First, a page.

The atmospheric concentration of carbon dioxide has increased by around 40% since the industrial revolution.
Another important greenhouse gas is methane. Methane absorbs more heat per molecule than other greenhouse gases, and is released from our agriculture and our landfills.
Climate is affected by natural processes such as changes in the sun’s radiation, Earth’s orbit around the sun, and volcanic eruptions. However, none of these changes account for the dramatic rise in global temperatures since the industrial revolution. They only have a very small effect.
The link between greenhouse gases and temperature was first identified in the nineteenth century. Soon after, scientists suggested that human activities were causing carbon dioxide concentrations in the atmosphere to increase.
In 1988, the United Nations and the World Meteorological Organisation established an international group of scientists to report on climate change. This was called the Intergovernmental Panel on Climate Change (IPCC).
To this day, the IPCC is responsible for assessing how the climate is changing and informing governments around the world.
Effects of climate change
Climate is vital to our lives – from our food production, transport and economy to our water, wildlife and health.
Rising temperatures are causing serious changes to our climate, there are serious consequences for future food security, water resources, health and biodiversity.
The world has warmed by around 1°C since the industrial revolution and is getting warmer at increasing pace. This phenomenon, known as global warming, is causing our climate to change.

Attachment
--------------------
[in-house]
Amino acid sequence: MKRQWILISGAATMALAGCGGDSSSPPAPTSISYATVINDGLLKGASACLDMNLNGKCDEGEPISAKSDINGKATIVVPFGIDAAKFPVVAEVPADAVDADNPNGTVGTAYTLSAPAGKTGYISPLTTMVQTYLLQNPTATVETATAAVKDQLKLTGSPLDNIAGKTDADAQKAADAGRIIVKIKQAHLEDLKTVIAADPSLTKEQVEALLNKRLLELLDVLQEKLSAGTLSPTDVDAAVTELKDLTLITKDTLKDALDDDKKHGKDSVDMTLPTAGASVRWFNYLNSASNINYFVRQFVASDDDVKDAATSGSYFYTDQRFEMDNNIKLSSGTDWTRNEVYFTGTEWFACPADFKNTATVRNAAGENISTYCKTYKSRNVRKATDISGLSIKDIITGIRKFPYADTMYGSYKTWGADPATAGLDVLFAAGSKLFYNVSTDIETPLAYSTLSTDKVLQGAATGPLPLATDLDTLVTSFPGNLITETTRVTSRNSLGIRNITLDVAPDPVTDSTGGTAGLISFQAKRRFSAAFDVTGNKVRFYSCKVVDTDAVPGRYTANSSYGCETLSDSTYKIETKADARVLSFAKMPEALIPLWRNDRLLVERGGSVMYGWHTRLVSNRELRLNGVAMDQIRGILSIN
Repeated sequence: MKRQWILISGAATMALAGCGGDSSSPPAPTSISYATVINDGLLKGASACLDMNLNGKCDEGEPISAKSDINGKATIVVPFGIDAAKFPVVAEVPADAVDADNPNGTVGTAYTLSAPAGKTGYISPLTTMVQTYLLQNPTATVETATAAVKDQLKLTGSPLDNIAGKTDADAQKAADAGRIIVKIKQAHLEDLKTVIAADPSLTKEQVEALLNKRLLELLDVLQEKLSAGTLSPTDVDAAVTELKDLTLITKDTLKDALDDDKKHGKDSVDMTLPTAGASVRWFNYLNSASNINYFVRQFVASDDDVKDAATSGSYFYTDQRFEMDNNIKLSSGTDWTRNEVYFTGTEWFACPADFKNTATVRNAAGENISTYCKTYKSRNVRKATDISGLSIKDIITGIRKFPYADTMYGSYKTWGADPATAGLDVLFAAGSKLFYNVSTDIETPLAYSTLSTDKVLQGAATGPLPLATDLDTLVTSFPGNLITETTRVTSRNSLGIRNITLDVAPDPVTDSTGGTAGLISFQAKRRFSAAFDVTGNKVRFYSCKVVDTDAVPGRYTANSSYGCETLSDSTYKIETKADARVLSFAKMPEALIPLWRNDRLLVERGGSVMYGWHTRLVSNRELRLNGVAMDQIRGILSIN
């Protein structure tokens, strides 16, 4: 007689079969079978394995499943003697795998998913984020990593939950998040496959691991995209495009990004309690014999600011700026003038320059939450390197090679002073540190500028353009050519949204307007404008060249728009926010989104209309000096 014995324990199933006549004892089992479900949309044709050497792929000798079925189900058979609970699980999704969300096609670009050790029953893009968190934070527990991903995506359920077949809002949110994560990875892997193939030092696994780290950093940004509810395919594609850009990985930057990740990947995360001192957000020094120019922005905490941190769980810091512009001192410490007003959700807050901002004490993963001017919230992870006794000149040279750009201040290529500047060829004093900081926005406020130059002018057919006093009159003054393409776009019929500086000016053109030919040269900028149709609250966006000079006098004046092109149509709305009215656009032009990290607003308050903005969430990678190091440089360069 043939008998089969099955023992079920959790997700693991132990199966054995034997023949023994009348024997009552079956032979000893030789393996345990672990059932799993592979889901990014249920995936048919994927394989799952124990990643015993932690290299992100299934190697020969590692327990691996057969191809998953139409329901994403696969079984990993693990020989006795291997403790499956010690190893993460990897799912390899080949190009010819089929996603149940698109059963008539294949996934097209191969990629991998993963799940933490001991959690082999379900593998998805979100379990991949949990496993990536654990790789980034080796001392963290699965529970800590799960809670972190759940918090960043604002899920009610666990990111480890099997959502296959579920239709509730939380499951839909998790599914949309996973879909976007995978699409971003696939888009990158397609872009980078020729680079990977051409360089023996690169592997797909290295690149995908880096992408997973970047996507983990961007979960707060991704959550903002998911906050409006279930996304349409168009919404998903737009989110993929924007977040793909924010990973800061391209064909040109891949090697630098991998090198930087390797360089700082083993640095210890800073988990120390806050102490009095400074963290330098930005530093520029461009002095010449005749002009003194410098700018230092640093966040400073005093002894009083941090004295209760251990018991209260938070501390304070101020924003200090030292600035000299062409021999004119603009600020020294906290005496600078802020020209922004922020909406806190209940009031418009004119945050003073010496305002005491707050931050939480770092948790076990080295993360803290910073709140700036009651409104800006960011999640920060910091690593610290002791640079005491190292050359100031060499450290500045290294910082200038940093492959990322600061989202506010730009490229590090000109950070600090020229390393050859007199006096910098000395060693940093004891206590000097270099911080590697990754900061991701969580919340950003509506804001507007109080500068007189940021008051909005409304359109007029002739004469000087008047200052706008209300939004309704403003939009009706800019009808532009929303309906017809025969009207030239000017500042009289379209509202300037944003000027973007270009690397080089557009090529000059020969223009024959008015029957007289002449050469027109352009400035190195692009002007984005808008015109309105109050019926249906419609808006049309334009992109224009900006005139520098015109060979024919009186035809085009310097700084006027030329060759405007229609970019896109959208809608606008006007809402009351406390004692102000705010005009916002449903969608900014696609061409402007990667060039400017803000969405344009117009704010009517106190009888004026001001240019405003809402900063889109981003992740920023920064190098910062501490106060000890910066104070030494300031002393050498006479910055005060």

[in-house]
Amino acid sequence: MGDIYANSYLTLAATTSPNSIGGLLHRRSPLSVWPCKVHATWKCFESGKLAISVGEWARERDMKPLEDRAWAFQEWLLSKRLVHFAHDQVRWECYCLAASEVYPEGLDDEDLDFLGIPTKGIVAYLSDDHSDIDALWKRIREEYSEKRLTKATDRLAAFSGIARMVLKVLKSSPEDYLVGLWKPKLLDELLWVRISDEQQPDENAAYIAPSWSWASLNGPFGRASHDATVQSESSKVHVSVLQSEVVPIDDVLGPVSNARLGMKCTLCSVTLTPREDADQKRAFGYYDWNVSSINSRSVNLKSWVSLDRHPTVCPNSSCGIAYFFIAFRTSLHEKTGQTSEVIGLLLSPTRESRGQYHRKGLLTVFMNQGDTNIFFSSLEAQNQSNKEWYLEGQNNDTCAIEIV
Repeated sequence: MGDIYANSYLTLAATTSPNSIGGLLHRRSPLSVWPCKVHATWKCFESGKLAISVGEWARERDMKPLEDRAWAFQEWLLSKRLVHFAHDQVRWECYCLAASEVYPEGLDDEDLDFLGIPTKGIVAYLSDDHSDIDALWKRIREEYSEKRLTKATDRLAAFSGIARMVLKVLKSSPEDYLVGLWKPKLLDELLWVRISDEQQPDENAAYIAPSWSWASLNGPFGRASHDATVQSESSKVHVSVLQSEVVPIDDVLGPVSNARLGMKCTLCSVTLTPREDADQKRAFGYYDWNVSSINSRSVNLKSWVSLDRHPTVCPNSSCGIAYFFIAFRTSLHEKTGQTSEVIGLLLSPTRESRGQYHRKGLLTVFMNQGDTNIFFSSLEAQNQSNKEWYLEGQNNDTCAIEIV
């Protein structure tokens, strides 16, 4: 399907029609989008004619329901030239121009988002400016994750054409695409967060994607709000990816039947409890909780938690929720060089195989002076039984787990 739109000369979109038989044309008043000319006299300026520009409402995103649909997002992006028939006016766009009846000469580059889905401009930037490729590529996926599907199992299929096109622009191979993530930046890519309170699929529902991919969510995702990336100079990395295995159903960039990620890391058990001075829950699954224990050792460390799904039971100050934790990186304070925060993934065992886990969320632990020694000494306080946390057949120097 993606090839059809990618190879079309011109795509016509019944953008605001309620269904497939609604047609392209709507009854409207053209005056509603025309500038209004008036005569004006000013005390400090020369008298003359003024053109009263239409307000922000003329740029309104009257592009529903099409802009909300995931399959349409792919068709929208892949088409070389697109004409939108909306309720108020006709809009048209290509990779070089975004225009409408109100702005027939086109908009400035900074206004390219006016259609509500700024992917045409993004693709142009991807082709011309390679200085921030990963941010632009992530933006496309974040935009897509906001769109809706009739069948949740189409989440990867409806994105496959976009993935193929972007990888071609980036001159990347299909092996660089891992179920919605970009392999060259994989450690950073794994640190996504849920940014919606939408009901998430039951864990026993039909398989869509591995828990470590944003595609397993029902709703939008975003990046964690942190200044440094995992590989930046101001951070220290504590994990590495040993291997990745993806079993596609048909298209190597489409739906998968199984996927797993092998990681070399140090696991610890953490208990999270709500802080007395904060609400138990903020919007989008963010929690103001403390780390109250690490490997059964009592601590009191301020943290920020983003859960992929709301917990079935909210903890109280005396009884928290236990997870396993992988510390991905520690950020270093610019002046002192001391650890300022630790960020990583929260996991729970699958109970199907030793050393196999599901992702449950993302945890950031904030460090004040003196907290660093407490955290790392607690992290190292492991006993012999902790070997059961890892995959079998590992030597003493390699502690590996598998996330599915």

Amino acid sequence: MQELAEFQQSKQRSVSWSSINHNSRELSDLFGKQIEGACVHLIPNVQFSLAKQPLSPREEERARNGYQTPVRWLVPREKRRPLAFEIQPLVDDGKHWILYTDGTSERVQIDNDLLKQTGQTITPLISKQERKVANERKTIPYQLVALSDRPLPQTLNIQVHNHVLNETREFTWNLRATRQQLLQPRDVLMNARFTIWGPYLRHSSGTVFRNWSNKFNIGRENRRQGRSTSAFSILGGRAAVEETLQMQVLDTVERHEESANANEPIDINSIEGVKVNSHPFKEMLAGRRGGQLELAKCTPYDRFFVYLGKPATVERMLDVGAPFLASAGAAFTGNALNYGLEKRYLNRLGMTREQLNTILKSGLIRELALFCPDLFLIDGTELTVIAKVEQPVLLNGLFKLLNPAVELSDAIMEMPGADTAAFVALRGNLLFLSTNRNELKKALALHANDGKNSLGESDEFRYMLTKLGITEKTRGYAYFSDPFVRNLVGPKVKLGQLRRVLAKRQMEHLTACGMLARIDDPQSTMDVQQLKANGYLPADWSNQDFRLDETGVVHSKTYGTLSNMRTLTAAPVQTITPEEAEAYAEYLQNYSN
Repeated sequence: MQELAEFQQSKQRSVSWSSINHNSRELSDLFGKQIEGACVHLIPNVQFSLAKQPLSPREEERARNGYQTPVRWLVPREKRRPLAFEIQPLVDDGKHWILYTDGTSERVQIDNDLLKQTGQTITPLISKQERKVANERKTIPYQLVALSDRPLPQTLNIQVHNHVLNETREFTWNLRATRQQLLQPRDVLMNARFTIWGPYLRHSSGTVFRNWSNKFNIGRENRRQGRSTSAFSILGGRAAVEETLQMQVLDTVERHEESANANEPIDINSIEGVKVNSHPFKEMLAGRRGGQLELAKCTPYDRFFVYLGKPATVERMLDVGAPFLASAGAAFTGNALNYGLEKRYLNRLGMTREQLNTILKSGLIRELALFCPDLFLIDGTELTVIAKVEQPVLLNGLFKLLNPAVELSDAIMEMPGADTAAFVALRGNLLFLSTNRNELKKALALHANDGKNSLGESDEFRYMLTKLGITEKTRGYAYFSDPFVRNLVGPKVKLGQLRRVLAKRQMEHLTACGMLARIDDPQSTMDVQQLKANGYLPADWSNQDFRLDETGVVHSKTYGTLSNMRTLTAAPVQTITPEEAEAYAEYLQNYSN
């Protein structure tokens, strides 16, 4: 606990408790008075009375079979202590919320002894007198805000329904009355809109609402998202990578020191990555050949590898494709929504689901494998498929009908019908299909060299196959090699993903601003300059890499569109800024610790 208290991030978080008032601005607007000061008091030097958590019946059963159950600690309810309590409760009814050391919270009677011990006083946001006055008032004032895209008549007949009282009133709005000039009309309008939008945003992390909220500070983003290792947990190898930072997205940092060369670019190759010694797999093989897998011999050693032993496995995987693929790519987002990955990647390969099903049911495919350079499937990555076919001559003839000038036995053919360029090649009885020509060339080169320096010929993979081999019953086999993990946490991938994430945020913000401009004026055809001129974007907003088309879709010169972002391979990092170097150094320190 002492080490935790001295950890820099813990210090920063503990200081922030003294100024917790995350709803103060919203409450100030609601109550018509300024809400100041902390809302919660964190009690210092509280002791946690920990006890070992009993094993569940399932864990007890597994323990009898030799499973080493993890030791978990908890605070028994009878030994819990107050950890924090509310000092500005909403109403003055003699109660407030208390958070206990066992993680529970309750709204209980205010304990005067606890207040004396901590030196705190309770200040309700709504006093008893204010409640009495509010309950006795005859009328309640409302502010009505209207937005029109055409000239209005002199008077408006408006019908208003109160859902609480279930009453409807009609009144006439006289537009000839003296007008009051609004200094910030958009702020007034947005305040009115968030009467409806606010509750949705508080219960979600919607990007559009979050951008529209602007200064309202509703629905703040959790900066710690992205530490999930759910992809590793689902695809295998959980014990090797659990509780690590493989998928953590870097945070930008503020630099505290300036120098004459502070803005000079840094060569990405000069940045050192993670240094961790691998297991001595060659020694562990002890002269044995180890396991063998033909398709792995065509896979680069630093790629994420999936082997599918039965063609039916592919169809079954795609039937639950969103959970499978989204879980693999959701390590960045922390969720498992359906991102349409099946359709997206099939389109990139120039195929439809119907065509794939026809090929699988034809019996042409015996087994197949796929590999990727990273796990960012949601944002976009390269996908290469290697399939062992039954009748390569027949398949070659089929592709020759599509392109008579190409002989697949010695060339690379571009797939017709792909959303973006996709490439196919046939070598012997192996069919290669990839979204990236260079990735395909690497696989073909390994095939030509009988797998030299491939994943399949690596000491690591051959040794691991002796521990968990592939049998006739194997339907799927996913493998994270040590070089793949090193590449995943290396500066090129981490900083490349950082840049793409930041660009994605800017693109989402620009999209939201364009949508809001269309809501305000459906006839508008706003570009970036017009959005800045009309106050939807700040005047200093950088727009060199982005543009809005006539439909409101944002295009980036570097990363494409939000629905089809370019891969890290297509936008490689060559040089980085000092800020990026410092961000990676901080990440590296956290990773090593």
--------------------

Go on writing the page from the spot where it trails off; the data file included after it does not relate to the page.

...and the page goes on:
Almost 90% of the extra heat trapped in our atmosphere by greenhouse gases is being absorbed by the oceans, and warmer atmosphere and oceans are causing steep declines in Arctic sea ice and increasing sea levels. You can imagine the effect this has on coastal communities and wildlife.
Our oceans have also absorbed around 30% of the carbon dioxide released since the industrial revolution, causing the water to turn more acidic. That’s bad news for most creatures that live in the ocean.
Extreme weather is becoming more frequent. Flooding, droughts, and forest fires have all become more frequent over the last few decades. Flooding and droughts often damage farmlands and infrastructure, while forest fires carry severe risk to our health.
Weather events are also becoming more frequent and more intense. For example, scientists believe the European heatwaves in 2019 would have been 1.5 to 3 ºC cooler in an unchanged climate. This type of extreme event poses a real risk, including heat-related illness and strain on our water supplies.
Some places may even become uninhabitable if food and water become scarce, meaning that thousands of people need to leave their homes and find somewhere else to live.
Scientists at the National Centre for Atmospheric Science are working to understand how the climate is changing, and how it will affect different parts of the world. This information helps governments, businesses and society to adapt and mitigate the effects of climate change.